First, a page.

The PEOPLE of the State of California, Plaintiff and Respondent, v. Samuel Louis JOHNSON, Defendant and Appellant.
On May 9, 1957, the appellant was indicted on six counts as follows: ‘1) Unlawful possession of narcotics on April 10, 1957; 2) Unlawful sale of narcotics on April 10, 1957; 3) Unlawful transportation of narcotics on April 10, 1957; 4) Unlawful possession of heroin on April 16, 1957; 5) Unlawful sale of heroin on April 16, 1957; 6) Unlawful transportation of heroin on April 16, 1957 (Health and Safety Code, § 11500)’. Appellant entered a plea of not guilty and denied the prior narcotic convictions charged by the indictment as subsequently amended. At the trial, on motion of the district attorney, the transportation counts (No. 3 and 6) and the allegations of two of the prior convictions were dismissed. Appellant then admitted the remaining prior felony convictions. The jury found the appellant guilty of the remaining four counts, possession of narcotics on April 10, 1957, sale of narcotics on April 10, 1957; possession of narcotics on April 16, 1957, and sale of narcotics on April 16, 1957. Appellant's motion for a new trial was denied. The court sentenced the appellant to the State prison for the term prescribed by law, with the terms for Counts 1 and 2 for sale and possession on April 10, 1957 to be served concurrently with each other, but consecutively with the terms for Counts 1 and 2 for sale and possession on April 16, 1957. This appeal is taken from the judgment and the order denying appellant's motion for a new trial.
The facts are as follows: John Keeys testified that in 1957, he was working as an undercover agent for the State Bureau of Narcotics, in the Fillmore area of San Francisco. To avert suspicion, he arranged to be seen around the neighborhood with a girl named ‘Candy’ who was known as a narcotic addict. Keeys had been informed that the appellant was a peddler of narcotics. Around April 7 or April 8, Keeys was introduced to the appellant by a man known as ‘Scotty’. On April 10, 1957, Keeys saw the appellant in a pool hall next door to the Manor Plaza Hotel. Keeys asked the appellant if he could buy a five dollar ‘paper’. Appellant agreed to make the sale. They walked to a lavatory in the rear of the pool hall. Appellant pulled out a finger stall containing four or five ‘papers' and sold one to Keeys. Keeys left the pool hall, returned to his hotel and put the purchase into a locked compartment in his room. The following day, Keeys gave the paper to an inspector of the State Bureau of Narcotic Enforcement. On analysis by the State Chemist, the ‘paper’ was found to contain a grain and a half of heroin. About a week later, on April 16, Keeys again met the appellant by chance in the pool hall. Again, he and the appellant went to the lavatory, where the appellant sold him a ‘paper’ for $5, from several in a finger stall. On this occasion there were several other people in the lavatory. The second ‘paper’ on analysis by the State Chemist, was found to contain one and a half grains of heroin.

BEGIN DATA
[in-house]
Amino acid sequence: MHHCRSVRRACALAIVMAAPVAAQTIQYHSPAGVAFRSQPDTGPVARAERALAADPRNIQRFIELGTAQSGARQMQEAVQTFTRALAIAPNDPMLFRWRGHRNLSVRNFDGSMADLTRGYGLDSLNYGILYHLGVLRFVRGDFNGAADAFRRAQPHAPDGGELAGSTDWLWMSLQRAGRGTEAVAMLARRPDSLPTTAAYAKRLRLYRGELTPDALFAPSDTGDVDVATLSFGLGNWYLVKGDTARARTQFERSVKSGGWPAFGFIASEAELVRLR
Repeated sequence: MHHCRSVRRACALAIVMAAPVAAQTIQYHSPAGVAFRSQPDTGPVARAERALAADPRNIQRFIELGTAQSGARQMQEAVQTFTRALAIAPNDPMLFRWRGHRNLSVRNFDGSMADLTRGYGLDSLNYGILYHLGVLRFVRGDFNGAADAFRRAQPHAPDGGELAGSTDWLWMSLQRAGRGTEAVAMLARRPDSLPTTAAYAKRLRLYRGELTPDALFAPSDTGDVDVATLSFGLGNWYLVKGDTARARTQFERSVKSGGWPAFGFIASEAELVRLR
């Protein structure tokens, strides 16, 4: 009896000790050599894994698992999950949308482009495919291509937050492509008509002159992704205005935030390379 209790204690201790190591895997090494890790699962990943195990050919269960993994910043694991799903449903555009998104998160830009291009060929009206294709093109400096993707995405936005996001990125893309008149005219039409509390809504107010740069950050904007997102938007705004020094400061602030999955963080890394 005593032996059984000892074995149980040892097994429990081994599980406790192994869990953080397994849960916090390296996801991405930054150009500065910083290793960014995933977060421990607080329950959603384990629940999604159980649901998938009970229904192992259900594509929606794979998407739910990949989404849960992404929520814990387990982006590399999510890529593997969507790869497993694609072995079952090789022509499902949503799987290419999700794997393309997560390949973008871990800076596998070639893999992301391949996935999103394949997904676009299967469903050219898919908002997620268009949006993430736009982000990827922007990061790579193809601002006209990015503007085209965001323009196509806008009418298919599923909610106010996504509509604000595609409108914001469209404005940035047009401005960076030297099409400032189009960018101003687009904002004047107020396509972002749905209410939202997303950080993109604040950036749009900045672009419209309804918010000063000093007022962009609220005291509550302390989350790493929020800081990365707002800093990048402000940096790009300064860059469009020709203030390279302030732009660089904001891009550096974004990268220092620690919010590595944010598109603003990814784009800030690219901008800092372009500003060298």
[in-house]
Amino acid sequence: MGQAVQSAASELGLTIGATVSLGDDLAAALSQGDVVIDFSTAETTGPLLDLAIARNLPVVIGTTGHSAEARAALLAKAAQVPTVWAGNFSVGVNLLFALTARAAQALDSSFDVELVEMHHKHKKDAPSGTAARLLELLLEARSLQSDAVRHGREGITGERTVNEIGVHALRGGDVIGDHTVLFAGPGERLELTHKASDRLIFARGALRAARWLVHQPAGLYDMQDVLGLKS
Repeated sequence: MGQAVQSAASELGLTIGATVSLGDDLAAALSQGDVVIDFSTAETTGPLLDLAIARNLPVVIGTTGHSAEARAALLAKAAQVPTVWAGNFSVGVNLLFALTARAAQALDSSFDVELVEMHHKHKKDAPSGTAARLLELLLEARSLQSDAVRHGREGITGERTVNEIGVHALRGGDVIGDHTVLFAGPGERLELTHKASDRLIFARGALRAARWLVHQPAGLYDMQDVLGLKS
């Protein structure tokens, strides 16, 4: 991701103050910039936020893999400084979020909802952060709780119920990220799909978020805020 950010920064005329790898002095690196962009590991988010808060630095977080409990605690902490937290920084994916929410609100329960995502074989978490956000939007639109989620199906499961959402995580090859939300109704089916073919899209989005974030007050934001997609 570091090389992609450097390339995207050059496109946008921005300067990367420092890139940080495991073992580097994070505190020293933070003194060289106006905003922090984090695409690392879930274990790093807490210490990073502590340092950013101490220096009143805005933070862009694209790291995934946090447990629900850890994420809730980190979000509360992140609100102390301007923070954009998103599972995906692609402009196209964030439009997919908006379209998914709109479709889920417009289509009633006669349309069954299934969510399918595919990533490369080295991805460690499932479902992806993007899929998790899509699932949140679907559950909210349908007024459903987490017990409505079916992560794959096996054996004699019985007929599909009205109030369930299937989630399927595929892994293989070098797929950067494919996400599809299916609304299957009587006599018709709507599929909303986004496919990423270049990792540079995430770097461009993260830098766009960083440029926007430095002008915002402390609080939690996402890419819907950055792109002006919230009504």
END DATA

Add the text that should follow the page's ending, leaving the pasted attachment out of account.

The appellant was the only witness in his own behalf. He testified that he had been introduced to Keeys by ‘Scotty’ and that Keeys had then asked him about buying some narcotics. He said he knew nothing about such a sale. He had seen Keeys around the neighborhood with ‘Candy’ and that he had occasionally played pool with Keeys. He admitted seeing Keeys in the pool hall on April 10, and April 16, but denied possessing narcotics on the days or making a sale to Keeys on either occasion. Appellant stated that the substance of his conversations with Keeys on the dates in question was a girl and some money which Keeys tried to borrow from the appellant to buy narcotics for a girl. On cross-examination, appellant indicated that he was familiar with various terms used by narcotics addicts.
Appellant contends that under the rule of People v. Roberts, 40 Cal.2d 483, 254 P.2d 501 he was improperly convicted of both possession and sale of narcotics, as the alleged possession was merely incidental to the sale. As pointed out in People v. Branch, 119 Cal.App.2d 490, at pages 495 and 496, 260 P.2d 27, at page 30: